Dana Goldstein's article in Education Life attracted a lot of attention from stakeholders of the education sector. The focus of the article is the inability of American school children to write proper sentences. According to Goldstein (2017), the root of the problem is the lack of sufficient training for the teachers, who are also weak and unconfident writers themselves, to teach writing skills to the kids. After reading the article, these are the factors that I was able to pick up from the conversation.
I feel like the article does answer the question of what it set out to do, and that is to provide an answer to why kids can't write. I still think that the reporter is right about the inability of children to write. I was among the children that can't write at some point of my life. On the other hand, Goldstein uses the National Assessment of Education Progress (NAEP) data and ACT exam writing section as evidence for her claim that three-quarters of 8th and 12th graders lack writing proficiency. I don't think that classroom teachers rely solely on evidence taken from standardized tests such as NAEP and ACT. The teachers know that that kind of proof is only created for circumstances that fit the school environment. The standardized portions of the tests can curtail pre-writing, writing, the revision, and editing process of the paper that's presented in class. Both of the examples shown are responses to a prompt, and the content is all under-developed. In a less stressful environment, with fewer restrictions that are needed for the writing process, the students can make adjustments by conforming to the writing process and make corrections where necessary.
For instance, Goldstein had time to prepare and think about the concept, drafting the paper, revising, editing and most of all, the motivation to develop such a document. If she directly uploaded her draft, then it would probably have had a few writing mistakes. However, in the classroom setting, there is hardly enough time for writing. There are constant interruptions such as announcements which compromises the writing process. On top of that, there is barely enough motivating factors for the student to come up with a perfect literary work. I think a newspaper article writer in the New York Times has more motivations to come up with an ideal piece as compared to a grade school student.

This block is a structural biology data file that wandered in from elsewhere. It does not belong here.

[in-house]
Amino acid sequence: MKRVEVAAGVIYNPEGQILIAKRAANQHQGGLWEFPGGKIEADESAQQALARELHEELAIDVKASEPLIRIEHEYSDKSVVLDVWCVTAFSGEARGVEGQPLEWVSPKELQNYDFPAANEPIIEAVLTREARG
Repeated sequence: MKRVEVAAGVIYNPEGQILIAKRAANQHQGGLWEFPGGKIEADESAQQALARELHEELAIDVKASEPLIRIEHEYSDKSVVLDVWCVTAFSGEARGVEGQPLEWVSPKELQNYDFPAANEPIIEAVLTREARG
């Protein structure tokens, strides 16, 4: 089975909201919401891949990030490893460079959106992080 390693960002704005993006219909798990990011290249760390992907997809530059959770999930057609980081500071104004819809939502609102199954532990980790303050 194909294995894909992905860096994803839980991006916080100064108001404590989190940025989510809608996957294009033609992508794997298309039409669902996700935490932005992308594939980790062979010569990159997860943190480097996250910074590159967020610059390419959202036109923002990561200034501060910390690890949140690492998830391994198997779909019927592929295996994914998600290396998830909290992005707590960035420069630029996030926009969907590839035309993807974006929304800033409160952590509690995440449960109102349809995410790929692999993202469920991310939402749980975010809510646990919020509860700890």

Nevertheless, the article makes strong points in support of the claim. But even more importantly it prompted the thought of whether there is a better and less burdening method of teaching children about the basics of writing. The author does make a few prepositions that I think could work to correct the mistakes. Goldstein proposes that educators shift the focus from exposing students to excellent writing to focusing on the fundamentals of grammar. The fundamentals of grammar establish a strong foundation from the start, hence allowing the student to build on the knowledge as he grows older.
However, I found the article to be an exciting peace that tries to address some of the significant troubles that plague the education sector. Some of the items that the author points out could work towards helping with the lack of writing proficiency or proper training to teachers. The piece has been very informative especially in regards to its recommendations. Most of all, the author has shown me that exposure to excellent writing does little to transfer to student writing.
Goldstein, D. (2017, August 2). Why Kids Can't Write. The New York Times. Retrieved May 9, 2019, from https://www.nytimes.com/2017/08/02/education/edlife/writing-education-grammar-students-children.html
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